Magazine article The Spectator

A History of Taste

Magazine article The Spectator

A History of Taste

Article excerpt

Who loves the seicento? Where are the fans of the post-Raphaelites? Not among the mass-art public, if tourism is anything to go by. For every visitor who makes a pilgrimage to Cento, birthplace of Guercino, to the Bologna of Guido Reni and the Carracci or the baroque churches of Rome, several thousand must infest the early Renaissance sites of Florence, Assisi and Arezzo. Our tastes in Italian art remain by and large those of our Victorian greatgreat-grandfathers --Botticelli, Piero, Fra Angelico, the perennial superstar, Michelangelo. The great painters of the 17th century remain comparatively little known and appreciated. But for those who wish to sample the period, an excellent opportunity is offered by Discovering the Italian Baroque: The Denis Mahon Collection at the National Gallery.

Sir Denis, of course, is one person who has long loved the seicento (indeed an appreciation for the baroque has been widespread among art historians for over half a century and Sir Denis was a pioneer in this development). In addition to studying the period, he put this collection together in days when baroque painting was even more out of favour than it is today. Between the Thirties and the Sixties he was able to buy outstanding works by great seicento artists for sums that were fantastically small even when inflation is taken into account: 50, 100, 200.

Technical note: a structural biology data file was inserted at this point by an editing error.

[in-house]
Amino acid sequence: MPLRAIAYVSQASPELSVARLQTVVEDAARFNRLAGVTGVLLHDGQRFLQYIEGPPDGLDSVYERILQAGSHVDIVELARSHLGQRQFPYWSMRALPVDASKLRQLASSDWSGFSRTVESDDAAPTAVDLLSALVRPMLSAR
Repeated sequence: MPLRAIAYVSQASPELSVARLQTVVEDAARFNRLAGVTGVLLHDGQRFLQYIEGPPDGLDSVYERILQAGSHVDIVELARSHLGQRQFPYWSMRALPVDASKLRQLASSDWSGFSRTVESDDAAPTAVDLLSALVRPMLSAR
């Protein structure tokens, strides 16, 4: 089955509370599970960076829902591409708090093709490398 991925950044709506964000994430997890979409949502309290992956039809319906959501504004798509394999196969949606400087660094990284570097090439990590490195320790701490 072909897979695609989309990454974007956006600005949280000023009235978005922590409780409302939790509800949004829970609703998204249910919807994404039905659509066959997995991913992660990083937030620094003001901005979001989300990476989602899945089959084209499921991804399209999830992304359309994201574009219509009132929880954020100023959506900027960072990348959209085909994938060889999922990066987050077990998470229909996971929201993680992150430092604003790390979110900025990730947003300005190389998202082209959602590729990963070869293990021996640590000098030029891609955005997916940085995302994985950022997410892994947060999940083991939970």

The result is a microcosm of the Italian baroque, a connoisseur's perfect private museum in which almost every major figure and tendency is represented -- Caravaggio is the only notable absentee -- although plainly Sir Denis has his favourites, Guercino above all, and the quality is variable.

Nowadays, the major paintings in this collection would sell for millions, which shows that museums and collectors value them again. In fact, the whole story of the decline and resurrection of the reputation of 17th-century Italian paintings is one of the strangest in the history of taste. To 18th-century collectors, 17th-century Bolognese painters - Reni, Domenichino, the Carracci - were about as good as art got, a peak of achievement exceeded only by Raphael himself.

There followed over a century of critical vituperation. From Winkelmann to Berenson not a single major critic favoured the seicento. The vilification poured on the period by Ruskin, never one for temperate judgments when intemperate ones would do, was unusual only for its savagery.

Domenichino, he wrote, was `palpably incapable of doing anything good, great or right in any field, way, or kind, whatsoever'. The grief of Guercino's 'Hagar', he considered, `partly despicable, partly disgusting, partly ridiculous'. By the early 20th century, nobody was interested in buying, which is where Sir Denis came in.

So who was right - our pre-Raphaelite forbears, or the Georgian connoisseurs who preceded them? One concise answer to the question, `Why bother with the baroque?' is provided by the little room containing ten sketches by Luca Giordano. These contain much which the unconverted might find indigestible about the period: frivolous-looking mythological figures, personifications of this and that loitering on clouds, putti (`What I don't understand,' a friend once mused with reference to my taste in art, `is how he can stomach all those cherubs').

But, on the other hand, these modelli for Giordano's masterpiece, a series of frescoes in the Palazzo Medici-Riccardi in Florence, also display many of the virtues of their period: ebullience, exuberance, energy, a blend of drama and vitality which is irresistible especially in the `Mythological Scene with the Rape of Proserpine', and `Mythological Scene of Agriculture'. …

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